Step 2 ~ Form Your Team

Caring for a family member or friend can be too big a job for one person. Trying to do everything yourself may lead to burnout and problems with you health and well-being. Instead, reach out to form a larger network of friends, family and community resources that can help you with your loved one’s care. Your loved one can help you identify willing members that you may not have thought about, such as neighbors or friends from the faith community.

Look for team members. Team members need not all live nearby or have huge blocks of time to be of value. Family or friends living at a distance or with limited time can pitch in behind the scenes with meal organizing, bill paying or financial assistance. The computer whiz in the family could set up an electronic calendar for dinner delivery or chores, You may feel hesitant to ask others for help, but some people may need only a little encouragement to take on a task – and they may feel left out otherwise.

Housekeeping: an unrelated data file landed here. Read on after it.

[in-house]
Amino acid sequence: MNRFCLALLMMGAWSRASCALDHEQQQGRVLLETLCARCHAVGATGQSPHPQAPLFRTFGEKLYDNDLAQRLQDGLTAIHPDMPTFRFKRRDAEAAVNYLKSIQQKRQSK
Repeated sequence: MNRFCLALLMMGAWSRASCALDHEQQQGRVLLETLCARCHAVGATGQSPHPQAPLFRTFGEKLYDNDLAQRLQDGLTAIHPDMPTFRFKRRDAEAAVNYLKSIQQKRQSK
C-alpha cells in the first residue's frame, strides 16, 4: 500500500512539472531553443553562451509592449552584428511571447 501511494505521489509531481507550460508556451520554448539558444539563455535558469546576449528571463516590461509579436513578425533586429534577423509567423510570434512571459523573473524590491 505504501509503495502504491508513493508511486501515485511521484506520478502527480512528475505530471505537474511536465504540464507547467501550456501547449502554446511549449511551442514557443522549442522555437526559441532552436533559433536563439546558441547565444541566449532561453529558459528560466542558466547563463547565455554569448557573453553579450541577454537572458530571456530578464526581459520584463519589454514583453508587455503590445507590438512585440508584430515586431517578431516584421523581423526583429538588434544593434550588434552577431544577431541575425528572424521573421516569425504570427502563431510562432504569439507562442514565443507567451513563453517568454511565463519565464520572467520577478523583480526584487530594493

Build and support your team. Putting a supportive team together that is deep and wide can strengthen both your loved and your love one’s ability to deal with any issues that emerge. It will also help assure that as team members’ ability to help out changes, you will still have support from the larger group.

Step 3→

[1] Source: Prepare to Care A Planning Guide for Families. SAGE and AARP Prepare to Care Guide – AARP® Official Site .Accessed 18 March. 2018.